Helping your job prospects getting on social networking sites like LinkedIn is the new to-do thing, in a difficult job market. But as self-aware and as with it as young people are these days,you do have to wonder at them for the naive way in which they just blurt out on LinkedIn how they are just looking for a job.
That kind of brutal frankness just says to a potential employer that is is one person who has nothing else going on, and nothing better to do but to hopelessly cold call on LinkedIn. Is this the only way to go about your online job search – or is there a better way ?
To begin with, those youngsters coming on board LinkedIn with their I’m lost, please help meplea may not really be as clueless as they seem at first. Two years ago, when the job market was promising and there were such things as choices in jobs to pick from, looking helpless might have been a risk; but at a time when everyone and their uncle is looking for a job, being delicate about it is just not needed.
That is no longer your fault. It’s the fault of the economy. Still, there is a lot to be said for appearing to be in control even when you’re unemployed and desperate. In that spirit, your declarations going to your situation in your online job search, need to still look professional.
For instance, to just say that you are looking for an opportunity as many people do, does sound a little unnecessarily clueless, because it has an air to it of how you will accept anything. You need to make your jobless announcements more to the point – about how you’re qualified, and what exactly interests you.
LinkedIn even has a Professional Headline Tool to help you. Using phrases like moving to higher challenges to describe your situation might be a good opener. And since they give you status box on LinkedIn, you can use this to fill potential employers in on what you’re doing at the moment – the temporary consulting jobs you are taking up, and so on.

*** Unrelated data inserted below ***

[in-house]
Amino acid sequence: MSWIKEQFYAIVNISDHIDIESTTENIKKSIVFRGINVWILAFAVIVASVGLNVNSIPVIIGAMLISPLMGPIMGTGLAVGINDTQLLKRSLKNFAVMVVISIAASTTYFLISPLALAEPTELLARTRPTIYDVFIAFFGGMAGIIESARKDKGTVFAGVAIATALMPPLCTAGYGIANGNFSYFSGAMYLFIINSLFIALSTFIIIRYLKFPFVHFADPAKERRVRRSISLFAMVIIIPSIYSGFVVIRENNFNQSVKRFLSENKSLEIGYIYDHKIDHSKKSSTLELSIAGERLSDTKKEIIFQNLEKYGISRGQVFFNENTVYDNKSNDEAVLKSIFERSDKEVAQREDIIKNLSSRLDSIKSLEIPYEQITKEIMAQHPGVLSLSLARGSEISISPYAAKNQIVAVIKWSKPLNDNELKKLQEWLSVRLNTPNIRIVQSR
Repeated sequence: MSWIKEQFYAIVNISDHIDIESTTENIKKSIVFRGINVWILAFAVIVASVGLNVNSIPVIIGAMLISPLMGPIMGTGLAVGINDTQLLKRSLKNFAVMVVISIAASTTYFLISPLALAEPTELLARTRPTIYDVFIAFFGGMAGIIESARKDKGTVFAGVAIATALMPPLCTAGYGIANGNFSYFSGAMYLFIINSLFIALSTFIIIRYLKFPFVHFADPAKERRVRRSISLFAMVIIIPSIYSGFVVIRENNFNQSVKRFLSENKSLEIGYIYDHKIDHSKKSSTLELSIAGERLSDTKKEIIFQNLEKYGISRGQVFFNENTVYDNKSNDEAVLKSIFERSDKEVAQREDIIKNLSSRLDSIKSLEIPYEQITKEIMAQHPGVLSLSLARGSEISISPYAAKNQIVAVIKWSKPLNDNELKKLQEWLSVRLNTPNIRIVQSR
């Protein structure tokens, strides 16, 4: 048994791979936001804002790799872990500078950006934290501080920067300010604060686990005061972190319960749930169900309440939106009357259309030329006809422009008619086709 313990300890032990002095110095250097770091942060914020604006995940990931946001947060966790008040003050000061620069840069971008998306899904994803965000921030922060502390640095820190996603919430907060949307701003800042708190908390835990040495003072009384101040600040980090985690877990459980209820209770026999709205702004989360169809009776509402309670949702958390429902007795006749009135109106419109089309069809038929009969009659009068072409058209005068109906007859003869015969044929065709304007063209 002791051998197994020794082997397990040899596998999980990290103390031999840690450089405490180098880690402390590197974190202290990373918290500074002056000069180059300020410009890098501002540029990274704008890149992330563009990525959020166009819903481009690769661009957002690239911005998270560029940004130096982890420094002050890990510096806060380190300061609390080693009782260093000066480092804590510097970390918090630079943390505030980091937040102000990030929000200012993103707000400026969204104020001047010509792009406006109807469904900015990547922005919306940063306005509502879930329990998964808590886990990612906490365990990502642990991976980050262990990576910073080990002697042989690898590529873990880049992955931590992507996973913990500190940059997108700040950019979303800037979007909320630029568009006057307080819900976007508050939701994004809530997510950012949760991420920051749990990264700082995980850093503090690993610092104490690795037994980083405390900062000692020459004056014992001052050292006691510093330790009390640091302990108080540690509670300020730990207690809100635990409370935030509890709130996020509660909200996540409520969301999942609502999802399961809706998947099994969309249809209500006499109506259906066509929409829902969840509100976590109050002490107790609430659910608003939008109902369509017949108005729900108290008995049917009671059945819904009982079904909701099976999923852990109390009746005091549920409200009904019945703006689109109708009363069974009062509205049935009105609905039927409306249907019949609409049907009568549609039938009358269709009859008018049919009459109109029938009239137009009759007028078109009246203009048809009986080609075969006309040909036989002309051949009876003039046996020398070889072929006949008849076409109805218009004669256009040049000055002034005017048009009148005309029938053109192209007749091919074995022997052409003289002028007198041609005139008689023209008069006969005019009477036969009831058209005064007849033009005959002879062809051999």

An online job search is powerful, for the way it grants you wide exposure. But when people do see you, you do still need to apply those traditional rules of putting together a resume to get their attention.
The first rule there, would be complete honesty. We’ve turned into a society of background checkers these days, and if they ask you specific questions about whom you worked for in those freelance assignments you’ve claimed on your online resume, you’ll need to give them very specific information.
If you come up with unconvincing replies that are short on specifics, they’ll probably think it right away that you’re making something up. Better than claiming imaginary work experience, would be just putting on your LinkedIn resume that you are open to accepting freelance work for very specific skills, for the added experience that they will give you.
Another rule of the LinkedIn resume is that you need to keep that status box updated every day. Letting on that you’re not serious enough about your job search to need to look in every day (by having an out-of-date status box for a month) can spell ruin.
The more specific the information that anyone finds on your page, the better your chances are. And of course, the cardinal rule of the online job search with social networking is, that you need to expand your network. You mustn’t think that the employer just directly comes and looks at your page.
Most of these opportunities come from acquaintances of acquaintances. You need to get out on LinkedIn, and add as many people as possible. For instance, there was this LinkedIn page with the regular qualifications and work experience a friend of mine had.
It didn’t really work out for her, until one day she put it out on her status update that she had just moved to Philadelphia. LinkedIn contacts who knew of an opportunity there right away got the wheels spinning, and a contact of a contact put her through to a promising lead. That is how LinkedIn works. You need to keep all your possibilities working for you.